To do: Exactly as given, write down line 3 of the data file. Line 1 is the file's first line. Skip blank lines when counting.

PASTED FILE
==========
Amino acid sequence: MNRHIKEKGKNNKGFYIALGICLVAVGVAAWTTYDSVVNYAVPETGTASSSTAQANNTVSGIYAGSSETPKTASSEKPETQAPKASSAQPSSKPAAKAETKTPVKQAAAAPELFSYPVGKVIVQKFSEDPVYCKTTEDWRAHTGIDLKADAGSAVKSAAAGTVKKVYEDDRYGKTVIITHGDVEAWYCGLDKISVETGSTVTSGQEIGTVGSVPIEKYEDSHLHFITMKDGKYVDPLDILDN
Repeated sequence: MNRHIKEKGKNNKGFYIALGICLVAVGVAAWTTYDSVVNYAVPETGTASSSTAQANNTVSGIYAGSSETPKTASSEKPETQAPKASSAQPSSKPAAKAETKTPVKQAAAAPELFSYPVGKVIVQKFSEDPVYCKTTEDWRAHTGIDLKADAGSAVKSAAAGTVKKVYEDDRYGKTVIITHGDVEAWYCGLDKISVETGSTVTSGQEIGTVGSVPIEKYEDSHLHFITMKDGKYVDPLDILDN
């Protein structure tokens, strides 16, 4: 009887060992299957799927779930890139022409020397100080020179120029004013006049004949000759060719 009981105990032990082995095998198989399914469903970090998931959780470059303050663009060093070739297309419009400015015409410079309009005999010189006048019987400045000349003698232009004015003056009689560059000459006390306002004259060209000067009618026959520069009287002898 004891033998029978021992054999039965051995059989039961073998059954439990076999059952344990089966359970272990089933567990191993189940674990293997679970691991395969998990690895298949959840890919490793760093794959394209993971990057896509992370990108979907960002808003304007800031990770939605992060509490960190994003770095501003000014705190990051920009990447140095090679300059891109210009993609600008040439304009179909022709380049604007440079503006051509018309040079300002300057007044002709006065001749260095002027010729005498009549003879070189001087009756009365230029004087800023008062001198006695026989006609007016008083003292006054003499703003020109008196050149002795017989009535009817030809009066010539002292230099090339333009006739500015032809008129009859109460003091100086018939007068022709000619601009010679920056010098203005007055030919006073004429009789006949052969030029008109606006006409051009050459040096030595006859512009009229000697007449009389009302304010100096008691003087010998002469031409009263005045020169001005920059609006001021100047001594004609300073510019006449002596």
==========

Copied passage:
């Protein structure tokens, strides 16, 4: 009887060992299957799927779930890139022409020397100080020179120029004013006049004949000759060719 009981105990032990082995095998198989399914469903970090998931959780470059303050663009060093070739297309419009400015015409410079309009005999010189006048019987400045000349003698232009004015003056009689560059000459006390306002004259060209000067009618026959520069009287002898 004891033998029978021992054999039965051995059989039961073998059954439990076999059952344990089966359970272990089933567990191993189940674990293997679970691991395969998990690895298949959840890919490793760093794959394209993971990057896509992370990108979907960002808003304007800031990770939605992060509490960190994003770095501003000014705190990051920009990447140095090679300059891109210009993609600008040439304009179909022709380049604007440079503006051509018309040079300002300057007044002709006065001749260095002027010729005498009549003879070189001087009756009365230029004087800023008062001198006695026989006609007016008083003292006054003499703003020109008196050149002795017989009535009817030809009066010539002292230099090339333009006739500015032809008129009859109460003091100086018939007068022709000619601009010679920056010098203005007055030919006073004429009789006949052969030029008109606006006409051009050459040096030595006859512009009229000697007449009389009302304010100096008691003087010998002469031409009263005045020169001005920059609006001021100047001594004609300073510019006449002596």